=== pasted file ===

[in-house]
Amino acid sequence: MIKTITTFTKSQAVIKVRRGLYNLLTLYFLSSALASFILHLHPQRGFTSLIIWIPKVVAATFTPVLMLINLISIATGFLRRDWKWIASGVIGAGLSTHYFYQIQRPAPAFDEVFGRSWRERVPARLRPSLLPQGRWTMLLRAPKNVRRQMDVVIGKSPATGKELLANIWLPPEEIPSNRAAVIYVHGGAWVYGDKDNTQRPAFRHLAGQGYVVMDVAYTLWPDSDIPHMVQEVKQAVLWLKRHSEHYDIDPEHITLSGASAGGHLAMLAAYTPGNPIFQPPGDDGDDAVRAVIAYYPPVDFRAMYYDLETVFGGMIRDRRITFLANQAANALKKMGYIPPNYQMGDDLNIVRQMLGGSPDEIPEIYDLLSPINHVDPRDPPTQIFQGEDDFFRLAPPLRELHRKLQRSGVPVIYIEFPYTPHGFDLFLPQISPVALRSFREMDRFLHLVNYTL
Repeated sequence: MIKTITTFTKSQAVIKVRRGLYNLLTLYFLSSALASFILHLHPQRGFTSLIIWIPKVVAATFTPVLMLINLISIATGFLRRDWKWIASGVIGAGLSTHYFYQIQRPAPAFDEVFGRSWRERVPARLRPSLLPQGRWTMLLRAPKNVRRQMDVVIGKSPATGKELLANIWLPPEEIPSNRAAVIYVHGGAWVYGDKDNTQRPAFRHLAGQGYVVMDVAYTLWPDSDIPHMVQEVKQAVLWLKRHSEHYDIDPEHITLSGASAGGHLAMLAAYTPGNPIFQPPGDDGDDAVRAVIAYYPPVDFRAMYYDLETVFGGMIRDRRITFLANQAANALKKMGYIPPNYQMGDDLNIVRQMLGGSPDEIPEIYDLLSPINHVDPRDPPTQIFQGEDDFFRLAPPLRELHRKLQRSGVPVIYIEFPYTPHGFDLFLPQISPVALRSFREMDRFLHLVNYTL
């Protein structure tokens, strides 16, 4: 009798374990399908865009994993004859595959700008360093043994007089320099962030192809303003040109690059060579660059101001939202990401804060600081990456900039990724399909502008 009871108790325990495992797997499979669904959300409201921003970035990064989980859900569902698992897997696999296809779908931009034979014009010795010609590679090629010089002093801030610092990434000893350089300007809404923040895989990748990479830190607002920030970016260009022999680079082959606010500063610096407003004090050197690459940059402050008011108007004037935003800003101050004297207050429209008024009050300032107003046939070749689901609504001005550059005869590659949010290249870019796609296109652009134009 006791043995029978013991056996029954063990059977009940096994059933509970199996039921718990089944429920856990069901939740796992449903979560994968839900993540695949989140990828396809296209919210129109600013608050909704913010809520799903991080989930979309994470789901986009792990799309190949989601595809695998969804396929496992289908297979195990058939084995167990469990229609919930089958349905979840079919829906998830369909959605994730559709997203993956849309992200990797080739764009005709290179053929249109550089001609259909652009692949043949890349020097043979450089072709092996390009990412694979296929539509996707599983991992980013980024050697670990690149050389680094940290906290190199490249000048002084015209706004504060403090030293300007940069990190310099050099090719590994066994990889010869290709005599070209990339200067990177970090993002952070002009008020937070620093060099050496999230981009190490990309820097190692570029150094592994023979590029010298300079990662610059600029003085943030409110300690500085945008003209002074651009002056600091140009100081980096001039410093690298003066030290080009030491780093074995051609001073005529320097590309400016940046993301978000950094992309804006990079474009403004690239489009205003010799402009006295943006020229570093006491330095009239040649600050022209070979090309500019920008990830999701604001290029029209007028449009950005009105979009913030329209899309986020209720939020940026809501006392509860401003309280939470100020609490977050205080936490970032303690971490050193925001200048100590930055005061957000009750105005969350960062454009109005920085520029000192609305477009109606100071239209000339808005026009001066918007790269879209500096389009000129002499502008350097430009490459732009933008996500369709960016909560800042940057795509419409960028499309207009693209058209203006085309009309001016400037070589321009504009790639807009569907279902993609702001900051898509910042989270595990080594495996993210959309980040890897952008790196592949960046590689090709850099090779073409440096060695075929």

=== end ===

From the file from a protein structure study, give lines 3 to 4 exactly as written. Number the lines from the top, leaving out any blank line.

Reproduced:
Repeated sequence: MIKTITTFTKSQAVIKVRRGLYNLLTLYFLSSALASFILHLHPQRGFTSLIIWIPKVVAATFTPVLMLINLISIATGFLRRDWKWIASGVIGAGLSTHYFYQIQRPAPAFDEVFGRSWRERVPARLRPSLLPQGRWTMLLRAPKNVRRQMDVVIGKSPATGKELLANIWLPPEEIPSNRAAVIYVHGGAWVYGDKDNTQRPAFRHLAGQGYVVMDVAYTLWPDSDIPHMVQEVKQAVLWLKRHSEHYDIDPEHITLSGASAGGHLAMLAAYTPGNPIFQPPGDDGDDAVRAVIAYYPPVDFRAMYYDLETVFGGMIRDRRITFLANQAANALKKMGYIPPNYQMGDDLNIVRQMLGGSPDEIPEIYDLLSPINHVDPRDPPTQIFQGEDDFFRLAPPLRELHRKLQRSGVPVIYIEFPYTPHGFDLFLPQISPVALRSFREMDRFLHLVNYTL
């Protein structure tokens, strides 16, 4: 009798374990399908865009994993004859595959700008360093043994007089320099962030192809303003040109690059060579660059101001939202990401804060600081990456900039990724399909502008 009871108790325990495992797997499979669904959300409201921003970035990064989980859900569902698992897997696999296809779908931009034979014009010795010609590679090629010089002093801030610092990434000893350089300007809404923040895989990748990479830190607002920030970016260009022999680079082959606010500063610096407003004090050197690459940059402050008011108007004037935003800003101050004297207050429209008024009050300032107003046939070749689901609504001005550059005869590659949010290249870019796609296109652009134009 006791043995029978013991056996029954063990059977009940096994059933509970199996039921718990089944429920856990069901939740796992449903979560994968839900993540695949989140990828396809296209919210129109600013608050909704913010809520799903991080989930979309994470789901986009792990799309190949989601595809695998969804396929496992289908297979195990058939084995167990469990229609919930089958349905979840079919829906998830369909959605994730559709997203993956849309992200990797080739764009005709290179053929249109550089001609259909652009692949043949890349020097043979450089072709092996390009990412694979296929539509996707599983991992980013980024050697670990690149050389680094940290906290190199490249000048002084015209706004504060403090030293300007940069990190310099050099090719590994066994990889010869290709005599070209990339200067990177970090993002952070002009008020937070620093060099050496999230981009190490990309820097190692570029150094592994023979590029010298300079990662610059600029003085943030409110300690500085945008003209002074651009002056600091140009100081980096001039410093690298003066030290080009030491780093074995051609001073005529320097590309400016940046993301978000950094992309804006990079474009403004690239489009205003010799402009006295943006020229570093006491330095009239040649600050022209070979090309500019920008990830999701604001290029029209007028449009950005009105979009913030329209899309986020209720939020940026809501006392509860401003309280939470100020609490977050205080936490970032303690971490050193925001200048100590930055005061957000009750105005969350960062454009109005920085520029000192609305477009109606100071239209000339808005026009001066918007790269879209500096389009000129002499502008350097430009490459732009933008996500369709960016909560800042940057795509419409960028499309207009693209058209203006085309009309001016400037070589321009504009790639807009569907279902993609702001900051898509910042989270595990080594495996993210959309980040890897952008790196592949960046590689090709850099090779073409440096060695075929």